Mel Tucker May Not Be the Savior, But Michigan State Is Back From the Dead

Mel Tucker
Mel Tucker is Michigan State's man. | Dustin Bradford/Getty Images

Michigan State was in a bad spot when Luke Fickell, the number one option to replace Mark Dantonio, turned them down. Public rejection was becoming routine as candidate after candidate said thanks, but no thanks to the rebuilding project in East Lansing. So the search firm went back to the drawing board and doubled back to one of the guys who had declined previously.

In a shocking show of competence, the Spartans are backing up the Brinks truck for Mel Tucker. The two sides have an agreement and an official announcement is expected this afternoon.

Tucker tweeted this three days ago.

So how did MSU convince him to go back on his word? The old-fashioned way. With money and promises of great things to come.

The deal will double Tucker's $3.2 million salary pool for assistant coaches, increase the Michigan State strength and conditioning staff budget and "more than double" Tucker's $2.675 million salary. 

Some offers you can't refuse, even if you've refused previous offers.

Spartans fans who have felt like it's been a Groundhog Day situation, in which bad decision after bad decision fill each day, are shocked to the core. MSU did something right. A big thing.

Tucker is a great hire considering the emergency situation the program found itself in after Dantonio stepped away at such a late juncture. Tucker would be a very good hire at any point in the coaching carousel's revolution.

The 48-year-old began his coaching career at MSU, served under Nick Saban, has had varying degrees of success in the NFL, and is coming off a 5-7 year at Colorado. Like Dantonio, he coached the Ohio State defense. But his connections aren't close enough to taint him with the stink of the old guard.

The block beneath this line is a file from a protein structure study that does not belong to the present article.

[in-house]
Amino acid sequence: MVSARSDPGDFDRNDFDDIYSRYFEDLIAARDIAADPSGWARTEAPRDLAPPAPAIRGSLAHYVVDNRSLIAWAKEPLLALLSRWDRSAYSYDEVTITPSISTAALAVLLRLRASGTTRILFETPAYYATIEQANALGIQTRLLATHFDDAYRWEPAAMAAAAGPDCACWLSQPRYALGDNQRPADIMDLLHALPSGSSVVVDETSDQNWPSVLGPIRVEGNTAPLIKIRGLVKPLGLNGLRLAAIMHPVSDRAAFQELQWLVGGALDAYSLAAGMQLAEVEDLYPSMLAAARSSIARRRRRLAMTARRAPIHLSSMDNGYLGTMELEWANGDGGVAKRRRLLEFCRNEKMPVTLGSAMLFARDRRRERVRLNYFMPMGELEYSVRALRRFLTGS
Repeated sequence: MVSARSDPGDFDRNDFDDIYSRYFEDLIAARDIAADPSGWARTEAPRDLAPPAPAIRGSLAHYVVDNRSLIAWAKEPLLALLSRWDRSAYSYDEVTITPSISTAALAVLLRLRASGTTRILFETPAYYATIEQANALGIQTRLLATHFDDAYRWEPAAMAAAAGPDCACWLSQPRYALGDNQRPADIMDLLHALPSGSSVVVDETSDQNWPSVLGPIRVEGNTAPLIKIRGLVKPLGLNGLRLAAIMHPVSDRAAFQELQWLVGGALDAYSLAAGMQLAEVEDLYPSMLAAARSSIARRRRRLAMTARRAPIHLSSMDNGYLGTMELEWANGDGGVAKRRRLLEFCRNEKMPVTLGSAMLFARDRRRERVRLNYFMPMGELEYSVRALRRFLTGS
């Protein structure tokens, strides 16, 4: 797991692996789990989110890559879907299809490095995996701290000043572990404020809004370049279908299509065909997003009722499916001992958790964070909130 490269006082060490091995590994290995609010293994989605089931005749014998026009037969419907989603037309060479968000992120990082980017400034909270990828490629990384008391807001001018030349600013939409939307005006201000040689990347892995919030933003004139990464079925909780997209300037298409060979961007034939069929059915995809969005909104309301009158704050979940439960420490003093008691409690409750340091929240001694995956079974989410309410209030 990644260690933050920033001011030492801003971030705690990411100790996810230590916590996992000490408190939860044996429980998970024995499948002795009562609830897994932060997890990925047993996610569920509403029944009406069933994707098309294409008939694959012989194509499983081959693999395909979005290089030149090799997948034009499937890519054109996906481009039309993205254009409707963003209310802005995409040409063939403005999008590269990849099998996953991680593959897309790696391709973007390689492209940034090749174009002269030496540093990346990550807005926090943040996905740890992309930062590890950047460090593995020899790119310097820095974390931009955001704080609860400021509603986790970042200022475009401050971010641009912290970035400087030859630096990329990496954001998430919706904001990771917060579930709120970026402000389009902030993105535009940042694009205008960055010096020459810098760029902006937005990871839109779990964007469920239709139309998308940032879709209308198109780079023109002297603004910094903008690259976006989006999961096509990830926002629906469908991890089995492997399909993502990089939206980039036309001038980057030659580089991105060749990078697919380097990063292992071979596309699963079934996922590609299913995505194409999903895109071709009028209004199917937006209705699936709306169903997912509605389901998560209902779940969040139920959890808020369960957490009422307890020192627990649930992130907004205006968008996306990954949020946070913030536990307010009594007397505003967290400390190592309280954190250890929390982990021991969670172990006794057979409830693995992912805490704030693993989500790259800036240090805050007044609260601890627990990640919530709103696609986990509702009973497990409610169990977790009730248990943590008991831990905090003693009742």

He's proven adept at recruiting the Buckeye state, which has been the most fertile ground for MSU in recent decades. He helped both Alabama and Georgia reel in defensive stud after defensive stud. He's well-spoken and will energize the boosters. He seems willing to play the hard-nosed style of football that Dantonio brought to Indianapolis, the Rose Bowl, and the College Football playoff.

MSU Athletic Director Bill Beekman's reputation had sunken to a deep valley earlier this week. Options and hope seemed limited. Then he went and did something like this to totally redeem himself.

Look, let's not get too caught up in the moment. Michigan State faces an uphill climb back to the top. The cupboard is bare and there's plenty of ancillary issues lingering. This construction project will take time.

But there's a new foreman in town and he means business. He's studied the blueprint and thinks he can make it work. Time will tell if this is the home-run hire it appears to be -- and we all know what happens to the best-laid plans.

Considering the negative momentum and direction of the program over the past few months, though, there's no other way to view this morning's surprising news then as a tremendous save. The train is back on the tracks, perhaps moving in the right direction again.